The Chronic Guilt that Comes With Chronic Illness:

I also struggle with epic levels of guilt. I have to fight phrases like:
- I SHOULD have been able to take my kids out for more than an hour on such a beautiful day.
- I SHOULD be able to swim for a little while anyway.
- I am ALWAYS the one who has to say No.
- I RUIN every one's plans.
- I seemed like SUCH a crank but it hurt to smile.
- I am SO BORING. I couldn't laugh or crack jokes like everyone else because I felt that migraine of exhaustion and through the brain fog I could barely hear what anyone was saying. My memory failed and I could not think of anything to say and it was hard enough to remember who I am let alone engage in stimulating conversation. I am an interesting person. Why could I not have conveyed that?
- I can be such a full blown bitch. I just don't have the energy to pretend at nice anymore or the filter for my mouth. Why couldn't I have refrained from allowing my inner bitchiness to come out?
- I enjoyed that person but they had not idea because I could not communicate that feeling. My brain froze up and my communication skills were impaired due to the pain in my body. I WISH I could have been better company.

Those statements come to me in varied ways, almost every night of summer. I fight the guilt from the disappointment I hear from a fellow family member's voice when I say I can not attend their wedding or funeral or shower or get together.

Flack and Expectations from Other Sufferers:

Even my fellow sufferers of chronic conditions, can make living with chronic illness worse. Because they may not have the same triggers, so they may say damaging phrases like, "Well I can do that and I have ___." Or "You just power through and it's worth it."

Let's not do that to each other.

Some conditions can be a worse diagnosis but have less side effects than a slow going one. We never know what someone is dealing with. We don't know how tired their brain is or how depleted their body is. We don't know if someone is on the brink of hospitalization even if they are standing in front of us smiling and looking normal like usual. Fellow sufferers can be tough on each other, if they do not think outside their own boxes, to realize that every trigger is different. For instance, a bit of sun will make me feel warm and comforted. Due to extremely low Ferritin and iron levels, my limbs are always ice. The feeling of being warm can be a huge relief. But for my aunt with Lupus, I have to remind myself NOT to ask her to sit on the deck with me, for even a short time, in the sun. Little bits of sun are healing for me. I have to remember not to encourage the same sort of healing offhandedly to her.

Accepting Chronic Illness But Still Suffering Depression Side Effects:

The fact is, I have come, mostly to terms with my health. I know I have good and bad days. I also choose to look at my conditions as learning tools to embracing life when I can and relaxing into letting go the rest of the time. Yet, even with my mind healthy approach I struggle with depression. I don't want it all. But sometimes I want a little part of that freedom people with health take for granted. The gutting truth is that we, the chronically ill, ARE missing out on some aspects of life. Little things like being able to randomly eat a new food without paying for it. Or sporadically being able to have the energy to sustain a quick day trip. That is a loss that requires grieving from time to time. When we manage to do something "normalized" we get this insane high and we think, "Maybe I am getting better! Maybe I can do this activity." And so we bravely try another adventure on a good day in the future, or even the exact SAME activity to a devastating result. The previous high enhances the inevitable low moment of 'normalized failure.'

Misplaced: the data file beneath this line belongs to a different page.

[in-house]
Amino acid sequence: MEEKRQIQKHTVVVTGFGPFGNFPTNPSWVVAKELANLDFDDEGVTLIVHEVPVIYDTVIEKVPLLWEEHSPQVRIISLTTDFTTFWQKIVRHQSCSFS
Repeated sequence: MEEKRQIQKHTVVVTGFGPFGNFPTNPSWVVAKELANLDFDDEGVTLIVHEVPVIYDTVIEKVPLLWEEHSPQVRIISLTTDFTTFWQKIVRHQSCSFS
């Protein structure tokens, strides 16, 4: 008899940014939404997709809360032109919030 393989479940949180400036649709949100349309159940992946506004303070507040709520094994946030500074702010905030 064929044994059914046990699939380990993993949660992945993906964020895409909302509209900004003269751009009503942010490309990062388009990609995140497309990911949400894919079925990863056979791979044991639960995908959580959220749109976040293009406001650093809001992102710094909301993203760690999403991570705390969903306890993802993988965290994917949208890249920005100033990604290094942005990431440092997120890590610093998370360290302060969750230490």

Broken Dreams, New Dreams and Altered Expectations:

I love Broadway and concerts. I love music and dancing and my soul flies when I can participate in any of my interests this way. But I have had to leave concerts I loved because I was sick or felt like I would fall over from my exhaustion. And when this has happened, I cried and cried. I WANTED to be where I was not. I paid money for the ticket. I invested hopes and dreams into the moment. I probably had to pull out my partner from the event and also ruin their time. Yet, I can't just turn back and say, "Oh I'll make my body trudge through!" My bodily limitations will not allow that. When my body is done with pretending- it stops functioning normally. I can't force my blood cells to grow larger with healthy red oxygen. I can't force the Lyme bacteria to go back into hiding or stop triggering food intolerance's. I can't ask my Celiac to give me a break when it is accidentally glutened. Even if I chose to have my Endo tissue removed from around my organs in a risky surgery, I would STILL feel the phantom effects (or so I have heard from all sufferers I know of the same condition.) I just have to go along with my body which sometimes feels like it is not my own. It feels like I am stuck in a vessel that is not truly all me. It is hijacking me for a terrible ride into pain.